3 October 2017
Debates on the present state of C++ in the programming world divide the participants into two camps: some dislike C++ and predict it's imminent death, while others believe that it will persist as it has before. I'd say the truth lies somewhere in the middle, but that would mean that C++'s condition is kind of uncertain, like it was between the releases of C++03 and C++11. But it's not actually so. How so? Let's try to figure this out.
Nothing of the kind. Sure, C++ is probably not as popular as C# and Java among beginner programmers, and industry giants do not release new C++-specific technologies, nor is it promoted by Microsoft and Oracle. But interpreting this as the end of C++ is totally wrong. Software based on C++ is still in use and needs support. Most new software, such as game engines, are built with (/extensively uses) C++. C++11 and C++14, as well as C++17 which is coming out soon, only prove that C++ is doing well. But first things first.
As mentioned previously, C++ was in a somewhat "uncertain" condition between C++11 and C++03 releases. Old libraries such as boost, Qt, etc., were developing and improving a new library when C++/CLI was released, while there was still no sign of the new official standard.
Things went that way for a long time, but anyway the new C++11 standard was released in 2011 instead of 2009, as it had been planned. However, it was finally released and brought many additions, extensions, and syntactic sugar. It made the language much easier to code in; the standard library was expanded with many things to make the programming process easier. A lot of new features were introduced: official support of parallel programming, initialization lists to make the code clearer, lambda functions, and much more. But there is no need to discuss all of that here because the article is not about that.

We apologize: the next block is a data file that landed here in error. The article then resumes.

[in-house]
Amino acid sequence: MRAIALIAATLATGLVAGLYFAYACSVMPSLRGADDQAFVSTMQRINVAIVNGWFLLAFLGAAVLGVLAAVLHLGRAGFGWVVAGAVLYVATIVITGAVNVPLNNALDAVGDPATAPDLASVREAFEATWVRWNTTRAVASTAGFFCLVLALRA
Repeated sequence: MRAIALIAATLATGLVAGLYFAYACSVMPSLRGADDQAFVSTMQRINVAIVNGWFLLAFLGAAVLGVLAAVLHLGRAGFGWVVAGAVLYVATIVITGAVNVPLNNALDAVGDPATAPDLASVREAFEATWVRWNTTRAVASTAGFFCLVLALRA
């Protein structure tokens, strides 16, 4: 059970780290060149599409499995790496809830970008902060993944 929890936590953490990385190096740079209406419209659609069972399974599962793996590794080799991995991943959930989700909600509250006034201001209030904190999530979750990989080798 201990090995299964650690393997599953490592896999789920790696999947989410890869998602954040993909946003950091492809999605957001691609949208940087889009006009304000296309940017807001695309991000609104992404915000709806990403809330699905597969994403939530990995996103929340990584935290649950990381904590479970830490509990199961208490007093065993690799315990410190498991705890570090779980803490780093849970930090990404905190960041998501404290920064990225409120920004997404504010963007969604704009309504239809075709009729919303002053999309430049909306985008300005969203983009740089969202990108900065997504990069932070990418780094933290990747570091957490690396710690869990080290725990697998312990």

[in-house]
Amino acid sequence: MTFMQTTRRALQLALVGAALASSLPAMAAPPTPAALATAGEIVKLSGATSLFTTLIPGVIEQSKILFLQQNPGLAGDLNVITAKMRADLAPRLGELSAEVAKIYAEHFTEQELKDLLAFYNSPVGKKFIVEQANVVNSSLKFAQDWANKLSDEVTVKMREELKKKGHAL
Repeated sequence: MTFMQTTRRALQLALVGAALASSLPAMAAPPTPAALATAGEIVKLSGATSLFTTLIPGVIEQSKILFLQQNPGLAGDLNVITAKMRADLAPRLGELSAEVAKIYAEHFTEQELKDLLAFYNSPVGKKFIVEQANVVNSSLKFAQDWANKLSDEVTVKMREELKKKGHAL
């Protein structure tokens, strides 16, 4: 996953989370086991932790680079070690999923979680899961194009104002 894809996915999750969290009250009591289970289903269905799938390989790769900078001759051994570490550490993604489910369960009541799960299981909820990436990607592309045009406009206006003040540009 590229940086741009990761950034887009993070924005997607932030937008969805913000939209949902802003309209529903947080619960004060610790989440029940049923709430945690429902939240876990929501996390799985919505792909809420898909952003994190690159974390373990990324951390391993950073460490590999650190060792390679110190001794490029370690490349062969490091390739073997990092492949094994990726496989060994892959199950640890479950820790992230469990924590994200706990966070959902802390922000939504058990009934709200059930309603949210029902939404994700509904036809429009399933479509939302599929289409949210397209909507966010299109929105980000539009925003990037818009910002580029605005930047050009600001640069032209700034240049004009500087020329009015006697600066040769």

OK, we have the C++11 standard, that's great. But what's next? Stagnation for another 8 years? No way. It is not a secret that C++14 has already been released. It is hard to compare C++11's and C++14's innovations (/It isn't as innovative as C++14), but it has still brought some additions and improvements.
It is very important that this trend is sustained, and that there are already some outlines of the new C++17 standard.
Of course, it will be a long time before programmers fully understand all the benefits of the new standards, and learn to use the innovations properly. Yet these innovations are sure to have a positive effect on the quality of the code and software.
And what about existing software?
There is a large amount of software built with C++. Of course, we need to support it. Do you want to look at real-life examples? Please, check this list. You will surely (I can bet) find many well-known products there. I don't believe that anyone will take up the job of rewriting all the existing C++ code into C# or Java just because it will be easier to work with in future, and because of the garbage collectors, and so on. It appears that knowledge of C++ is still urgent. Considering that C++ has become much more convenient to work with, the idea of using it to write modules/applications does not sound crazy. It will be much easier to support such code later. At the same time, it is the same high-performance C++as it used to be, but extended with a huge variety of new features. The extended standard library will also give us an opportunity to use ready-made solutions instead of creating them anew.